The Chemical Biology of Phosphorus
Chapter 6: Activated Phosphoryl Groups and Biosynthetic Paths to ATP
Published:29 Oct 2020
Special Collection: 2020 ebook collectionSeries: Chemical Biology
The Chemical Biology of Phosphorus, The Royal Society of Chemistry, 2020, ch. 6, pp. 177-203.
Download citation file:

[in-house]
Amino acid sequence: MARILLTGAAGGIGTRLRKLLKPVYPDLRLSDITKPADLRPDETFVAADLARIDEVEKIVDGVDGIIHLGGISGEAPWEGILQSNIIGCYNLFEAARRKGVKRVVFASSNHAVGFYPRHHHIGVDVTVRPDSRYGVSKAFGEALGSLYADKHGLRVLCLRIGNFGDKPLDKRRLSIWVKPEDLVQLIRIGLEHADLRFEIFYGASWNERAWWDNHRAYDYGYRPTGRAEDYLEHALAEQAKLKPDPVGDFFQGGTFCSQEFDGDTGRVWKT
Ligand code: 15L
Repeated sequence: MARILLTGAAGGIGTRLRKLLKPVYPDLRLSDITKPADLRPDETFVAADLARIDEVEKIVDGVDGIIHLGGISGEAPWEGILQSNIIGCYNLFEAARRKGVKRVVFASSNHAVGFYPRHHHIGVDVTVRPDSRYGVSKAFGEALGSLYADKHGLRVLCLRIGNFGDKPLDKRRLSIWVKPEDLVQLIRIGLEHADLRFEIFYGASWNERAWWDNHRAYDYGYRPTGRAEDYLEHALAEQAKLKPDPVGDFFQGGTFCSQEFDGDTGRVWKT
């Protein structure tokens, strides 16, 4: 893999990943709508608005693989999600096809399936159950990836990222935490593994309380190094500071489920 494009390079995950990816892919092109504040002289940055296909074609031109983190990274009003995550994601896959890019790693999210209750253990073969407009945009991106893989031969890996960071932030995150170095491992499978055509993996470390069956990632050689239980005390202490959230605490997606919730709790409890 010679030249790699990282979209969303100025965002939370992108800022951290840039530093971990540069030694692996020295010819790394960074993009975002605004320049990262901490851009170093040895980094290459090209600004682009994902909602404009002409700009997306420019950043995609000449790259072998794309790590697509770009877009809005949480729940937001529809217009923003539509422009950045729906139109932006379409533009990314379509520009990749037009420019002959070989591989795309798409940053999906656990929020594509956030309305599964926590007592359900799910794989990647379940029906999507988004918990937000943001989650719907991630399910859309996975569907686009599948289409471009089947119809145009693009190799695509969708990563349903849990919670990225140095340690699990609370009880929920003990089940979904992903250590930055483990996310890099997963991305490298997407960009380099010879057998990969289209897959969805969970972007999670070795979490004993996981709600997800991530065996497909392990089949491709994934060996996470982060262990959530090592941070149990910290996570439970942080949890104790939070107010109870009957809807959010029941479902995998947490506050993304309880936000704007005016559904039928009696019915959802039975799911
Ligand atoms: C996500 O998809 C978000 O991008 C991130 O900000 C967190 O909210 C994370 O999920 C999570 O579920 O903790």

One manifestation that ATP is the major phosphoryl group cellular energy currency, driving hundreds of coupled equilibria in cells, is the observation that organisms make and utilize their body weights in ATP every day. For a 70 kg adult human that is about a 1000-fold turnover of the steady state inventory of 70–75 grams of bodily ATP. Organisms generate ATP by two major metabolic routes. One route involves enzymatic processing of glucose by the glycolytic pathway, generating the acyl phosphate 1,3-diphosphoglycerate and then phosphoenolpyruvate as sequential metabolites. Both those molecules are thermodynamically activated but kinetically stable enough to undergo enzymatic transfer of a –PO32− group to ADP to form ATP. However, by far the major flux (>90%) to ATP arises in eukaryotes by flow of metabolically derived electrons (e.g. 24 e− from glucose oxidation to 6 CO2) through a series of redox intermediates for ultimate four-electron reduction of O2+4 protons to 2H2O. Those four protons arise from anisotropic transmembrane proton pumping of protons from mitochondrial matrix to inner membrane space as the electrons tumble down potential drops of >1 volt. The mitochondrial transmembrane ATP synthase allows the protons to flow back down their concentration gradient to drive otherwise unfavorable coupling of inorganic phosphate and ADP to create the phosphoric P–O–P side chain linkage in ATP.